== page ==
On the day of the ‘Eyes on the Flyways’ conference where a suite of action plans, including the Turtle Dove Action Plan, will be celebrated, Carles Carboneras from the RSPB reflects on the work that has gone into making the Action Plan for turtle doves a reality and highlights the next important steps.
My name is Carles Carboneras and I lead the RSPB International Migrants Programme. My team and I have been deeply involved in the development of the Species Action Plan on Turtle Dove, so my vision from the inside may be slightly biased. Still, I welcome the opportunity to explain how it feels – at this crucial moment – to be able to make an actual difference for a species that is threatened with global extinction.
The turtle dove is known for its long migrations between Europe (where they breed) and Africa (where they spend the rest of the year); on their journeys, they fly across different landscapes and cross the paths of a whole range of different people. In developing the Action Plan we made sure that we involved all the relevant stakeholders, public authorities, researchers and pressure groups; we made a huge effort in compiling all the relevant information on the species, and we consulted widely through workshops, meetings, teleconferences and an enormous pile of emails. The result is a Species Action Plan that everybody owns and has contributed to; our role was simply to facilitate this process, and I am very proud of my team for having excelled in doing just that.
The recovery of turtle dove populations can only happen if the landscape is managed in a way that the birds find enough food in suitable habitats, so the Action Plan places that as the first priority. But, of course, in the current situation of decline, any additional mortality, such as from unsustainable hunting, only adds to the problem and defers the solution. We have managed to generate consensus around a new management of hunting that should create some necessary breathing space for the species, and allow for habitat management measures to take effect.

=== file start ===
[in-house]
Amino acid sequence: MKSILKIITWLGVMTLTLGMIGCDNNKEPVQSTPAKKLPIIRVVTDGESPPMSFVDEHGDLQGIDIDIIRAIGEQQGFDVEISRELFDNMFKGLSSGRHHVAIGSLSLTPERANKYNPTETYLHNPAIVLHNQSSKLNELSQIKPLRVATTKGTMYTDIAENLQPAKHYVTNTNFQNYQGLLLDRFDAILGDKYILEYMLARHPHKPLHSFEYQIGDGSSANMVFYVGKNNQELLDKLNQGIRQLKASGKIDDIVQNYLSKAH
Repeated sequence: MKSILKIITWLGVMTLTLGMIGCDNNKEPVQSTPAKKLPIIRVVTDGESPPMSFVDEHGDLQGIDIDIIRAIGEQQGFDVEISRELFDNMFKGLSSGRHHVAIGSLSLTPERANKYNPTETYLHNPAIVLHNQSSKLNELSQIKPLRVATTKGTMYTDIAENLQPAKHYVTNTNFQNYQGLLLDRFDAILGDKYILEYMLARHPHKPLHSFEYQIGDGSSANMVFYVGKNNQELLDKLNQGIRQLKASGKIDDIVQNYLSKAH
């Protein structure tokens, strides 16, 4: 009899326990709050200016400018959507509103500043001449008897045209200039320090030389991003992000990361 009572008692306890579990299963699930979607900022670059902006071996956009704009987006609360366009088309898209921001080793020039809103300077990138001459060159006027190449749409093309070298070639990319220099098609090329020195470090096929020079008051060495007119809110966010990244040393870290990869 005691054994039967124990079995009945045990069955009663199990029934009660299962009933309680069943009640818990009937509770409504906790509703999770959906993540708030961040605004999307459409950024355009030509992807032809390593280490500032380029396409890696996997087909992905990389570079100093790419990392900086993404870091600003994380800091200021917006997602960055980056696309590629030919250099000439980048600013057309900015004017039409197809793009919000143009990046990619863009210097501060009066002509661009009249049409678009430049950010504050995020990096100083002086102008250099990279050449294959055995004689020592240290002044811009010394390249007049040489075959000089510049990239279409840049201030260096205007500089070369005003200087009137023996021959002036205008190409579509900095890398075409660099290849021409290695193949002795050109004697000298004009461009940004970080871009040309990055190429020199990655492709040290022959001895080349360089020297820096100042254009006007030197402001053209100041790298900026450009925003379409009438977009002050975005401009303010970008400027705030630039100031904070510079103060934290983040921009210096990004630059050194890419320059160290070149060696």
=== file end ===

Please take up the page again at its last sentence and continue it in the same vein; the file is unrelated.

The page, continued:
We now need to make sure that this Action Plan is implemented widely and effectively. We did not want an Action Plan that protected turtle dove numbers (i.e., that concentrated efforts where they are commonest) but one that protected their range, as much as possible. This means that every bird is important, and every pair contributes to maintaining the overall population throughout Europe and along a narrow belt of sub-Saharan Africa.
The Species Action Plan is potentially a very powerful tool to deliver change for the threatened turtle dove. Its success will require everyone, from public authorities to land managers and the public alike, to rally around it and make sure that it gets fully implemented. In the words of one of the stakeholders, “business as usual is not an option” if we are to save this iconic species. It is in our hands to decide how rich or poor we want our landscapes to be.